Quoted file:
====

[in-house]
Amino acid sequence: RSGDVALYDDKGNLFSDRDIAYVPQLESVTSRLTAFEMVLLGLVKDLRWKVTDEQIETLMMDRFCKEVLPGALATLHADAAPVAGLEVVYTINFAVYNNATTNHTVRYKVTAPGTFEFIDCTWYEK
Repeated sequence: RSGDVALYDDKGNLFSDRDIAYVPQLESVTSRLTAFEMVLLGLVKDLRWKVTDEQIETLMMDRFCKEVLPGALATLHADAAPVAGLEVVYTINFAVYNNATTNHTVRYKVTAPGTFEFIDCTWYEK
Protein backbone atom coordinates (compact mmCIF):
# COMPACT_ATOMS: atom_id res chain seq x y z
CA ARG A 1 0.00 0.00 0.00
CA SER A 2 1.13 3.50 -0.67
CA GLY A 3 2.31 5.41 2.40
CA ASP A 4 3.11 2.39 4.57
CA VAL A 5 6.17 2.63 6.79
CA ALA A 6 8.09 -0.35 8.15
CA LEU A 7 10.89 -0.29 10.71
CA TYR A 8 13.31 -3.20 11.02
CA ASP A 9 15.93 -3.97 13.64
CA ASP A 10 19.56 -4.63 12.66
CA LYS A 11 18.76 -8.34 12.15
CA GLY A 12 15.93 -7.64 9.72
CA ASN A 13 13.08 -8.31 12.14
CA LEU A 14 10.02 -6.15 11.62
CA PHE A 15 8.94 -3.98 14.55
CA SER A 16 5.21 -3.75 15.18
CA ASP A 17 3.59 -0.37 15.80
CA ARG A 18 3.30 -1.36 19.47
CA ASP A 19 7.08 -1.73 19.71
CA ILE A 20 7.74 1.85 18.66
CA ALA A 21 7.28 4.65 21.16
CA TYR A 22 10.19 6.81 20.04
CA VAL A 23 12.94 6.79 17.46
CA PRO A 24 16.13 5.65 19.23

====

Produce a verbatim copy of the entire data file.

[in-house]
Amino acid sequence: RSGDVALYDDKGNLFSDRDIAYVPQLESVTSRLTAFEMVLLGLVKDLRWKVTDEQIETLMMDRFCKEVLPGALATLHADAAPVAGLEVVYTINFAVYNNATTNHTVRYKVTAPGTFEFIDCTWYEK
Repeated sequence: RSGDVALYDDKGNLFSDRDIAYVPQLESVTSRLTAFEMVLLGLVKDLRWKVTDEQIETLMMDRFCKEVLPGALATLHADAAPVAGLEVVYTINFAVYNNATTNHTVRYKVTAPGTFEFIDCTWYEK
Protein backbone atom coordinates (compact mmCIF):
# COMPACT_ATOMS: atom_id res chain seq x y z
CA ARG A 1 0.00 0.00 0.00
CA SER A 2 1.13 3.50 -0.67
CA GLY A 3 2.31 5.41 2.40
CA ASP A 4 3.11 2.39 4.57
CA VAL A 5 6.17 2.63 6.79
CA ALA A 6 8.09 -0.35 8.15
CA LEU A 7 10.89 -0.29 10.71
CA TYR A 8 13.31 -3.20 11.02
CA ASP A 9 15.93 -3.97 13.64
CA ASP A 10 19.56 -4.63 12.66
CA LYS A 11 18.76 -8.34 12.15
CA GLY A 12 15.93 -7.64 9.72
CA ASN A 13 13.08 -8.31 12.14
CA LEU A 14 10.02 -6.15 11.62
CA PHE A 15 8.94 -3.98 14.55
CA SER A 16 5.21 -3.75 15.18
CA ASP A 17 3.59 -0.37 15.80
CA ARG A 18 3.30 -1.36 19.47
CA ASP A 19 7.08 -1.73 19.71
CA ILE A 20 7.74 1.85 18.66
CA ALA A 21 7.28 4.65 21.16
CA TYR A 22 10.19 6.81 20.04
CA VAL A 23 12.94 6.79 17.46
CA PRO A 24 16.13 5.65 19.23